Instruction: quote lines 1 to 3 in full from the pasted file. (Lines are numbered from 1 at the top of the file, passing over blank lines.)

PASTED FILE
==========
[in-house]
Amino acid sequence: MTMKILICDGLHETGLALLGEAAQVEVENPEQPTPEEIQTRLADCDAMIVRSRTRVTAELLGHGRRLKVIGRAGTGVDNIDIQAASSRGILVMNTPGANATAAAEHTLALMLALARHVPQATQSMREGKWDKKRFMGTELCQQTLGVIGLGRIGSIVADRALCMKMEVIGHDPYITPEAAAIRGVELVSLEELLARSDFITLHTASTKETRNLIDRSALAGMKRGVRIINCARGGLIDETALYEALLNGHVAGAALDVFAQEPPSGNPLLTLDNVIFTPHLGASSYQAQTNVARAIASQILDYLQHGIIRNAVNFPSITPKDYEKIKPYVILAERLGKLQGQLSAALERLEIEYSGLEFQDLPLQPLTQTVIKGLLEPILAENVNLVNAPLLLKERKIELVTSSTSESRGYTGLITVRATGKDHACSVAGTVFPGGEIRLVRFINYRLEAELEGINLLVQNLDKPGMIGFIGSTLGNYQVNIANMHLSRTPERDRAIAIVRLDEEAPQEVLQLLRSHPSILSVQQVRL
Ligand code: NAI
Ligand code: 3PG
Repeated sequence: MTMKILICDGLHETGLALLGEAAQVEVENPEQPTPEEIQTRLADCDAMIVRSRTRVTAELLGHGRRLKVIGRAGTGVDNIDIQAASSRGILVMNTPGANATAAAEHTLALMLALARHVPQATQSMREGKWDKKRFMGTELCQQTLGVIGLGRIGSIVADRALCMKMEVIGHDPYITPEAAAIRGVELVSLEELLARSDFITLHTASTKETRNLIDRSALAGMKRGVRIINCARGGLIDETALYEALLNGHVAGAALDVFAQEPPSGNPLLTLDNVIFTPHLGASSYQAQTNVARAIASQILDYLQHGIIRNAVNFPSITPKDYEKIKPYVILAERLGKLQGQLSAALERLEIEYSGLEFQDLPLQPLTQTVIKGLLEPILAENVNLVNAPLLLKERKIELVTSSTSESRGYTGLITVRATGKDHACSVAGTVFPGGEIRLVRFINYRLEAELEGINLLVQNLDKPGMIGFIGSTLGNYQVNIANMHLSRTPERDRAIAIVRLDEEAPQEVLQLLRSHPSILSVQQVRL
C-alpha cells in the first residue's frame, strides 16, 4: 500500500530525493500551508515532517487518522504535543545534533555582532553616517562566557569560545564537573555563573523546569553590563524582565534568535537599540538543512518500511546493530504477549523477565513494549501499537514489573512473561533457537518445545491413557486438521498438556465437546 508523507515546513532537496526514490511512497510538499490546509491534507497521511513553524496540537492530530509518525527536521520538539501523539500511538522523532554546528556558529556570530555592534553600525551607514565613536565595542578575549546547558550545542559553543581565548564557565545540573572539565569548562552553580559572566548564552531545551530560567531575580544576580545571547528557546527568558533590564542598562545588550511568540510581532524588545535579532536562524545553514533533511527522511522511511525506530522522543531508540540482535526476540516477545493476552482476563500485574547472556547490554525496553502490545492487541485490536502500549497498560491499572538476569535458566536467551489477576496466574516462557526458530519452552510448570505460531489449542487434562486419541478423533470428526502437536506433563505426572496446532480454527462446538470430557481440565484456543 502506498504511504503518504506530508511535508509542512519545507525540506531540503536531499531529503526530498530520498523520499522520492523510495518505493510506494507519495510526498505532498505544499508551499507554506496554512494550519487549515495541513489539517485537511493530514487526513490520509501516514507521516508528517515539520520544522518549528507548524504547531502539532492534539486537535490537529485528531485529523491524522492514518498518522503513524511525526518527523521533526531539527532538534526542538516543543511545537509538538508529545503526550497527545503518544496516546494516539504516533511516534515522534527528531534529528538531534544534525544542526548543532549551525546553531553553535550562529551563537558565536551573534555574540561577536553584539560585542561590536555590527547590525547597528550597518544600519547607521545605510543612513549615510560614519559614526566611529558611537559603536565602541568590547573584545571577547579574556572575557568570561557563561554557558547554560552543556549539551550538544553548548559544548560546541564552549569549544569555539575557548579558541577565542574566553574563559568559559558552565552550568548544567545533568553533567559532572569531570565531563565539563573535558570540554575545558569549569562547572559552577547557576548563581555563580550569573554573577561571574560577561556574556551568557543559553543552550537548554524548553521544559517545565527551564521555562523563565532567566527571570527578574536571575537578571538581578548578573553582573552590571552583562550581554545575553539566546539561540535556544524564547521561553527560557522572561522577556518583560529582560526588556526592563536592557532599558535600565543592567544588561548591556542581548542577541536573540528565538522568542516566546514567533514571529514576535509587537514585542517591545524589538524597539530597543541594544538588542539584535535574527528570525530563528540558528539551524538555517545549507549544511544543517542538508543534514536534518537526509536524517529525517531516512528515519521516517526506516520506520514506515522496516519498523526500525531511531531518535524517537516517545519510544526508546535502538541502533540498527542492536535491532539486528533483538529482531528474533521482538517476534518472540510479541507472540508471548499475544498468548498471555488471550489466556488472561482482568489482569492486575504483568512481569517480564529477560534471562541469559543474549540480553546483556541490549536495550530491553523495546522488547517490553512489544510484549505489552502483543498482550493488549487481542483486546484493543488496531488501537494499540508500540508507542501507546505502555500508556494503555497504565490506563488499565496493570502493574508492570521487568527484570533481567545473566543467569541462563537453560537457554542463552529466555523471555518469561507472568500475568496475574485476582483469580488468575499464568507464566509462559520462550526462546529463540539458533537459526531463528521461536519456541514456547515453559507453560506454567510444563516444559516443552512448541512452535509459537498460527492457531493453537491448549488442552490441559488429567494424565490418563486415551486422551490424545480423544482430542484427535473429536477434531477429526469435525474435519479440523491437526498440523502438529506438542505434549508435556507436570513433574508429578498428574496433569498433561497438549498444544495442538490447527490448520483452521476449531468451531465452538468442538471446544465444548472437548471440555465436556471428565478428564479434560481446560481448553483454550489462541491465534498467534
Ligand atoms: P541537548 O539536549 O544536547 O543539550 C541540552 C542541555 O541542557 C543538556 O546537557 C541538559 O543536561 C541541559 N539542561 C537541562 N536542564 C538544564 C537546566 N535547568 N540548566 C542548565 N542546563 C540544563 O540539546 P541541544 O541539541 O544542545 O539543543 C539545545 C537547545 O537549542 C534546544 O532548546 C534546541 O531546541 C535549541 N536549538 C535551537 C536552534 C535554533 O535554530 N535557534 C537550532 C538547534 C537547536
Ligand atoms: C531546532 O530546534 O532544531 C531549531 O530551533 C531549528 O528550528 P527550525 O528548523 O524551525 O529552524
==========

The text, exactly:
[in-house]
Amino acid sequence: MTMKILICDGLHETGLALLGEAAQVEVENPEQPTPEEIQTRLADCDAMIVRSRTRVTAELLGHGRRLKVIGRAGTGVDNIDIQAASSRGILVMNTPGANATAAAEHTLALMLALARHVPQATQSMREGKWDKKRFMGTELCQQTLGVIGLGRIGSIVADRALCMKMEVIGHDPYITPEAAAIRGVELVSLEELLARSDFITLHTASTKETRNLIDRSALAGMKRGVRIINCARGGLIDETALYEALLNGHVAGAALDVFAQEPPSGNPLLTLDNVIFTPHLGASSYQAQTNVARAIASQILDYLQHGIIRNAVNFPSITPKDYEKIKPYVILAERLGKLQGQLSAALERLEIEYSGLEFQDLPLQPLTQTVIKGLLEPILAENVNLVNAPLLLKERKIELVTSSTSESRGYTGLITVRATGKDHACSVAGTVFPGGEIRLVRFINYRLEAELEGINLLVQNLDKPGMIGFIGSTLGNYQVNIANMHLSRTPERDRAIAIVRLDEEAPQEVLQLLRSHPSILSVQQVRL
Ligand code: NAI